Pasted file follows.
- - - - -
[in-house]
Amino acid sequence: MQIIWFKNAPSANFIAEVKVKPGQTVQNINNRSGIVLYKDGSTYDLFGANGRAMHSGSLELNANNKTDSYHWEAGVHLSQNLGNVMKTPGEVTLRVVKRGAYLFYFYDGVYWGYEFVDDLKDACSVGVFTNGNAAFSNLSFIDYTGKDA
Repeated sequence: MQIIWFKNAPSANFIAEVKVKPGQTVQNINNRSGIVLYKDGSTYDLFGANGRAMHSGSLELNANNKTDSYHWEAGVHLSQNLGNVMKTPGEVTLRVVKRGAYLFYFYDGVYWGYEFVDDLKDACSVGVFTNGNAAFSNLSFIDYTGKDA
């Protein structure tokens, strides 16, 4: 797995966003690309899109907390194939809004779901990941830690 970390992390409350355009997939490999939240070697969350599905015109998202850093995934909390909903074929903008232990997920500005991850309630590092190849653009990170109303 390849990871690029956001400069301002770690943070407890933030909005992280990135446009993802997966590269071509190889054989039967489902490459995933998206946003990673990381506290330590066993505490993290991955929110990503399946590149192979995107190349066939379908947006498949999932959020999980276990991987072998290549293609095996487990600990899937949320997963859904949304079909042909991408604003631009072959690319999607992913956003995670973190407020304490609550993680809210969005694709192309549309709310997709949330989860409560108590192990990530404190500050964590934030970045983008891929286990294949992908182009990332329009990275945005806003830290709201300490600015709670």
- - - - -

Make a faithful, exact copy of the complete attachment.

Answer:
[in-house]
Amino acid sequence: MQIIWFKNAPSANFIAEVKVKPGQTVQNINNRSGIVLYKDGSTYDLFGANGRAMHSGSLELNANNKTDSYHWEAGVHLSQNLGNVMKTPGEVTLRVVKRGAYLFYFYDGVYWGYEFVDDLKDACSVGVFTNGNAAFSNLSFIDYTGKDA
Repeated sequence: MQIIWFKNAPSANFIAEVKVKPGQTVQNINNRSGIVLYKDGSTYDLFGANGRAMHSGSLELNANNKTDSYHWEAGVHLSQNLGNVMKTPGEVTLRVVKRGAYLFYFYDGVYWGYEFVDDLKDACSVGVFTNGNAAFSNLSFIDYTGKDA
């Protein structure tokens, strides 16, 4: 797995966003690309899109907390194939809004779901990941830690 970390992390409350355009997939490999939240070697969350599905015109998202850093995934909390909903074929903008232990997920500005991850309630590092190849653009990170109303 390849990871690029956001400069301002770690943070407890933030909005992280990135446009993802997966590269071509190889054989039967489902490459995933998206946003990673990381506290330590066993505490993290991955929110990503399946590149192979995107190349066939379908947006498949999932959020999980276990991987072998290549293609095996487990600990899937949320997963859904949304079909042909991408604003631009072959690319999607992913956003995670973190407020304490609550993680809210969005694709192309549309709310997709949330989860409560108590192990990530404190500050964590934030970045983008891929286990294949992908182009990332329009990275945005806003830290709201300490600015709670």